There are a variety of characters that cannot be inputted with the keyboard in the usual manner. We need a way to insert these characters that is convenient and easy to learn.
- Enable the insertion of characters for different languages, such as letters with accents, umlauts, circumflexes
- Enable the insertion of additional typographic characters, such as em dashes, guillemets, degrees, copyright and trademark characters
International Keyboard Layouts
Entering a punctuation mark then a letter combines them. ' followed by a produces an á, for example.
Holding down the Right Alt key (we'd call it the Third Level Chooser) gives access to other characters. eg. Right Alt+c produces a copyright symbol
These appear to be used quite commonly. You hold down the Alt key and enter a numeric code for specific characters.
OS X Lion
Both the character palette and keyboard viewer can be accessed from the input method menu
The bubble is activated by holding down the relevant key. Each character can then be inserted by pressing the corresponding number.
Similar to the 'Third Level Chooser' on Linux.
There are a number of ways to enter such characters, currently:
Find the character you are interested in, double-click to select it, then paste it where you need it. The downside of this is that you have to switch to another app and back for each character.
Included in GNOME 3.2 pops up secondary popups with choices for accented characters very similar to the one shown above when holding e.g. the 'a' button for a while.
GTK+ Unicode Input
A simple input method that supports entering arbitrary unicode characters by typing Shift-Ctrl-u, followed by the hexadecimal Unicode codepoint. As an example, 'Shift-Ctrl-u a 9' generates a copyright sign. The downside of this is that you have to memorize all of Unicode.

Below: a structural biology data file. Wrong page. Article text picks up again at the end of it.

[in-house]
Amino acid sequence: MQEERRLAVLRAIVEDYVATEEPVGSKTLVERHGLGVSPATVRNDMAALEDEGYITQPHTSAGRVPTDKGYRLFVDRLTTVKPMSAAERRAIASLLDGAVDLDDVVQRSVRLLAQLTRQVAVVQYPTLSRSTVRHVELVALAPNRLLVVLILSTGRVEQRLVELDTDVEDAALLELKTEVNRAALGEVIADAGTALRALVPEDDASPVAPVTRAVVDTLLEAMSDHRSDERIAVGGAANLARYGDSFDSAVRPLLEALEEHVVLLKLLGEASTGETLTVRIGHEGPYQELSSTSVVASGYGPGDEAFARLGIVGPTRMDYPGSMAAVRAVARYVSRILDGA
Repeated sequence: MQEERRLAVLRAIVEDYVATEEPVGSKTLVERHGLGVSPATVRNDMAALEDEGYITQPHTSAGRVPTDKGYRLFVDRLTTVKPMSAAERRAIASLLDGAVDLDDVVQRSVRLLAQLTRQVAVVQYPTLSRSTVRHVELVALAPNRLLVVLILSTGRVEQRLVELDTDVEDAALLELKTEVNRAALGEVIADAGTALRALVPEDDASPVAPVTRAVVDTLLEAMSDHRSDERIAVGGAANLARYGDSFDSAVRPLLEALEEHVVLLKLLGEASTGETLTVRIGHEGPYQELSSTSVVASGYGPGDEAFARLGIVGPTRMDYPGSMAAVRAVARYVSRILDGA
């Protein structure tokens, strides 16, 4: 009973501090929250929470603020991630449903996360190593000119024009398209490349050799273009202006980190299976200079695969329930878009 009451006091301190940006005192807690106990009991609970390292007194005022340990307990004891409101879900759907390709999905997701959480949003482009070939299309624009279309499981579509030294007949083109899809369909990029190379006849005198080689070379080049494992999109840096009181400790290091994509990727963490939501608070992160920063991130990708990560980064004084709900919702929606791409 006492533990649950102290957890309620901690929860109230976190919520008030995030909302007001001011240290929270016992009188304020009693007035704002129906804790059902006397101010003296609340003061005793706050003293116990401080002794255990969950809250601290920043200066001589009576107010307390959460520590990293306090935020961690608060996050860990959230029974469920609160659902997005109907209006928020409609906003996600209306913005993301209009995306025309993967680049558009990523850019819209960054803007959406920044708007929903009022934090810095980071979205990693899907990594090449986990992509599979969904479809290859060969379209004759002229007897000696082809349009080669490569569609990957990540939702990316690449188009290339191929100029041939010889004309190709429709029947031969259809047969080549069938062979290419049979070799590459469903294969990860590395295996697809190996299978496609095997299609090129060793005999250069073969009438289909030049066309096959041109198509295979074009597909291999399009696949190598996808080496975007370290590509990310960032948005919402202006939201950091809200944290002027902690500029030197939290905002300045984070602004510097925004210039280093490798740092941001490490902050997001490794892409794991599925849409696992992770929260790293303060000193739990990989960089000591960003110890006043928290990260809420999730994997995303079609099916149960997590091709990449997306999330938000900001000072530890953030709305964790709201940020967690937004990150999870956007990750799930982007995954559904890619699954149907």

This must be defined in the layout preferences. Then there are a large number of key combinations involving the compose key that generate such characters. As an example, 'Compose ( c' generates a copyright sign. This is supported both by GTK+'s simple input method as well as by various other input methods. The downside of this is that you have to memorize a large table of key combinations.
Third Level Chooser Key
Must also be defined in the preferences. Holding down the key allows extra punctuation characters to be inserted.
Accents, circumflexes etc can be added to characters by holding the Third Level Chooser key, pressing the appropriate punctuation key, then releasing and pressing a character key. Third Level Chooser+# followed by a produces à, for example.
iBus currently provides two methods:
Third Level Chooser
This is automatically mapped to the Right Alt key. It operates in the same way as the existing Third Level Chooser implementation.
Similar to other unicode input methods, this allows characters to be inputted by using their unicode designation.
Touchscreen Keyboards, Generally
Touchscreen keyboards typically provide two facilities that are instructive:
Press and hold